# OCW051: The Normal Curve

## Continuous Probability Distributions

A continuous probability distribution is a representation of a variable that can take a continuous range of values.

### Learning Objectives

Explain probability density function in continuous probability distribution

### Key Takeaways

#### Key Points

• A probability density function is a function that describes the relative likelihood for a random variable to take on a given value.
• Intuitively, a continuous random variable is the one which can take a continuous range of values — as opposed to a discrete distribution, where the set of possible values for the random variable is at most countable.
• While for a discrete distribution an event with probability zero is impossible (e.g. rolling 3 and a half on a standard die is impossible, and has probability zero), this is not so in the case of a continuous random variable.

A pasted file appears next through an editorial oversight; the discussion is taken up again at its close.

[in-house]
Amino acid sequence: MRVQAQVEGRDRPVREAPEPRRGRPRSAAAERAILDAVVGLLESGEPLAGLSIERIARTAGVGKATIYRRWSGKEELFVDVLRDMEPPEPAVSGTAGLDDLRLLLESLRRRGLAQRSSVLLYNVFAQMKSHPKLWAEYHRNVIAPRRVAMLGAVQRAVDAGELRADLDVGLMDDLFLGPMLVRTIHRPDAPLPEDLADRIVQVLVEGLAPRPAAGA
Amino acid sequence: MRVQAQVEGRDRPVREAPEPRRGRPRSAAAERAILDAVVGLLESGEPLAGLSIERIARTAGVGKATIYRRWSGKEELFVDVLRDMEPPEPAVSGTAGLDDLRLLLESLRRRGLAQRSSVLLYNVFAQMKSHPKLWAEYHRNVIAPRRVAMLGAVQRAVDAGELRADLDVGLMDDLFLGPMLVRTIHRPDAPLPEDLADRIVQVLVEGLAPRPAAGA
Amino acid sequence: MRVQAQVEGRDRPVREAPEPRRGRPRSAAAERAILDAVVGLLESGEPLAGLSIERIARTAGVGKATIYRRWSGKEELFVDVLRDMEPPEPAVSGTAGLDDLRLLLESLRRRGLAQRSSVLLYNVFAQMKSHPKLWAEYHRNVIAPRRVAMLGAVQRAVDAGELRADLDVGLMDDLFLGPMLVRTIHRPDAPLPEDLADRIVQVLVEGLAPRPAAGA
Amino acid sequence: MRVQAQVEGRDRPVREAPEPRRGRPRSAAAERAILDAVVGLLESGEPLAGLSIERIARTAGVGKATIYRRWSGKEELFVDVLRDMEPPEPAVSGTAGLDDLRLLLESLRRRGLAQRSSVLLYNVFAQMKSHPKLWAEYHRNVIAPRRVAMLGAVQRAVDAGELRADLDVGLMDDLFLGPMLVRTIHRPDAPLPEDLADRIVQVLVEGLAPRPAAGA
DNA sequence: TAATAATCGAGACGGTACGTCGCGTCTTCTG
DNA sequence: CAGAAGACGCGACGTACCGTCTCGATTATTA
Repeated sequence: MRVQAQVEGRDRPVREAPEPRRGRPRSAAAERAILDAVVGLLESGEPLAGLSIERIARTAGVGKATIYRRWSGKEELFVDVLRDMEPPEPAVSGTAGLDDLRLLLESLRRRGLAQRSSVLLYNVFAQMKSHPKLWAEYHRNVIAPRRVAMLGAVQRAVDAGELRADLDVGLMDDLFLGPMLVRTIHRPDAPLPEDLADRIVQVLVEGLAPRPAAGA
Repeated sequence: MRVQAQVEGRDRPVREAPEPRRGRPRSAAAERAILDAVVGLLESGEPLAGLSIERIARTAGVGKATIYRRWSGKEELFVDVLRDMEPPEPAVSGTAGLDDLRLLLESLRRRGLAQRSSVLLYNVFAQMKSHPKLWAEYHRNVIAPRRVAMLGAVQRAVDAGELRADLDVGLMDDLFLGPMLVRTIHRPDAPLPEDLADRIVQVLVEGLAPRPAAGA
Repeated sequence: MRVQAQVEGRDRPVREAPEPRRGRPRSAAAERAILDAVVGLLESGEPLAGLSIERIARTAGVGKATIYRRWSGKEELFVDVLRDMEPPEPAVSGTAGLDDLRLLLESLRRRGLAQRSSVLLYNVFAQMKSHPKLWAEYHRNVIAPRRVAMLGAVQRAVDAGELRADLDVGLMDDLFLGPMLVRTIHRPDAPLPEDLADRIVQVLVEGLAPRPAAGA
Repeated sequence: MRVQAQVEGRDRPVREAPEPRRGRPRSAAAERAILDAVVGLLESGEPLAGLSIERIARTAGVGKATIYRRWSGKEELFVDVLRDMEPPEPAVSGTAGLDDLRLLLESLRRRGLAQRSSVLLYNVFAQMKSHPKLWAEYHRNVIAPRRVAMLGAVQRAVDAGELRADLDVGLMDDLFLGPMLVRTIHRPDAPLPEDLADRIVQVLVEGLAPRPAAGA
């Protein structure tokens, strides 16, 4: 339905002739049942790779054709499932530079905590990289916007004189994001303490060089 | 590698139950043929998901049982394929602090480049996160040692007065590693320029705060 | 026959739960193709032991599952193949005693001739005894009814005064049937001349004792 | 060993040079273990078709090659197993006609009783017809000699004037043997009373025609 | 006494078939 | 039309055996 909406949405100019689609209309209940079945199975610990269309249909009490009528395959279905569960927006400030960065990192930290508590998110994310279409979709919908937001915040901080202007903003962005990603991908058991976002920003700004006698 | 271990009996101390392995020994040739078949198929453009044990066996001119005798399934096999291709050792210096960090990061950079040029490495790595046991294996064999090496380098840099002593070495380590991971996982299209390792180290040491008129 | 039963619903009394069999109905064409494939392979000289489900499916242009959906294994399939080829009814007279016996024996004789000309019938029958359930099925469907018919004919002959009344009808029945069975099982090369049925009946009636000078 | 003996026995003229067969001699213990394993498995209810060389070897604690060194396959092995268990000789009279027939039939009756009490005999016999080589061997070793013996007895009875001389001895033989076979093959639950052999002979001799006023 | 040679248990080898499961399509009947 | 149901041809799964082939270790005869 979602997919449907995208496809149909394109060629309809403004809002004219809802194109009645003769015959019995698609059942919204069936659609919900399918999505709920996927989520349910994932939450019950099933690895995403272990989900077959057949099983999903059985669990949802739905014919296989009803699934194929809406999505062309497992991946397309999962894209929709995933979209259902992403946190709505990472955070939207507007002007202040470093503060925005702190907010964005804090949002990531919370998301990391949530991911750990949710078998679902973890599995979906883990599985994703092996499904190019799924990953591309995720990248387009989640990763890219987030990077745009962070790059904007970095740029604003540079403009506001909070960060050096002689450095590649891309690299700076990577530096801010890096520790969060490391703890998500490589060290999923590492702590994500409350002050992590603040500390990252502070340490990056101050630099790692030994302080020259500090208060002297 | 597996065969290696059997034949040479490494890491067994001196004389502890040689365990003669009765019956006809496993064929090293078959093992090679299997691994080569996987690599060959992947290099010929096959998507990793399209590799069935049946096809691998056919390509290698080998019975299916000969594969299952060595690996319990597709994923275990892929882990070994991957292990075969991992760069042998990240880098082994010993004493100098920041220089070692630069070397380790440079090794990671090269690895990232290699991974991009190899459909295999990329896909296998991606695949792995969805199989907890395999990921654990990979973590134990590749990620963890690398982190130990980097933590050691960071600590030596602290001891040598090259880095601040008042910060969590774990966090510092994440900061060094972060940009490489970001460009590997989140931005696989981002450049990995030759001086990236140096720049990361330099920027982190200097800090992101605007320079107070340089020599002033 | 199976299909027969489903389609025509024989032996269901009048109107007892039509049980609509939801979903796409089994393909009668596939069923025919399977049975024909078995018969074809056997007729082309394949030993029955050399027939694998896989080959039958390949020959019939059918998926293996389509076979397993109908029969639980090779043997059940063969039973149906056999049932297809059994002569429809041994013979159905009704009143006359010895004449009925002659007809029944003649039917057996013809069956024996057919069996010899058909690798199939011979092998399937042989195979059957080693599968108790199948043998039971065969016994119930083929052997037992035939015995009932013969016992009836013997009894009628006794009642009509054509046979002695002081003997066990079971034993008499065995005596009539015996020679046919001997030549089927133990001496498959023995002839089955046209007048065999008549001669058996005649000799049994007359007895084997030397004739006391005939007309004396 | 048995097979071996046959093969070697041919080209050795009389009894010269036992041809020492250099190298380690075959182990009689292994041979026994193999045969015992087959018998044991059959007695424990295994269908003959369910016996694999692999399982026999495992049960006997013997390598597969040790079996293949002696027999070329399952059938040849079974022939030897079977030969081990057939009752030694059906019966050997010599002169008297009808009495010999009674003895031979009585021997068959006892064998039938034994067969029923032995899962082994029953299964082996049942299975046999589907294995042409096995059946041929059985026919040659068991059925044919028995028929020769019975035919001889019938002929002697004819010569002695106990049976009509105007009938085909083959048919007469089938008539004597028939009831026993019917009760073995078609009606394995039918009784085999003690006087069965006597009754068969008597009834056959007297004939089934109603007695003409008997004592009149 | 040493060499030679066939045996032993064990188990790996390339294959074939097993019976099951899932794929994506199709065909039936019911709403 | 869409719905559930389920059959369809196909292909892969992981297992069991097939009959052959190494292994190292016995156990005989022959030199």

#### Key Terms

• Lebesgue measure: The unique complete translation-invariant measure for the [latex]sigma[/latex]-algebra which contains all [latex]text{k}[/latex]-cells—in and which assigns a measure to each [latex]text{k}[/latex]-cell equal to that [latex]text{k}[/latex]-cell’s volume (as defined in Euclidean geometry: i.e., the volume of the [latex]text{k}[/latex]-cell equals the product of the lengths of its sides).

A continuous probability distribution is a probability distribution that has a probability density function. Mathematicians also call such a distribution “absolutely continuous,” since its cumulative distribution function is absolutely continuous with respect to the Lebesgue measure [latex]lambda[/latex]. If the distribution of [latex]text{X}[/latex] is continuous, then [latex]text{X}[/latex] is called a continuous random variable. There are many examples of continuous probability distributions: normal, uniform, chi-squared, and others.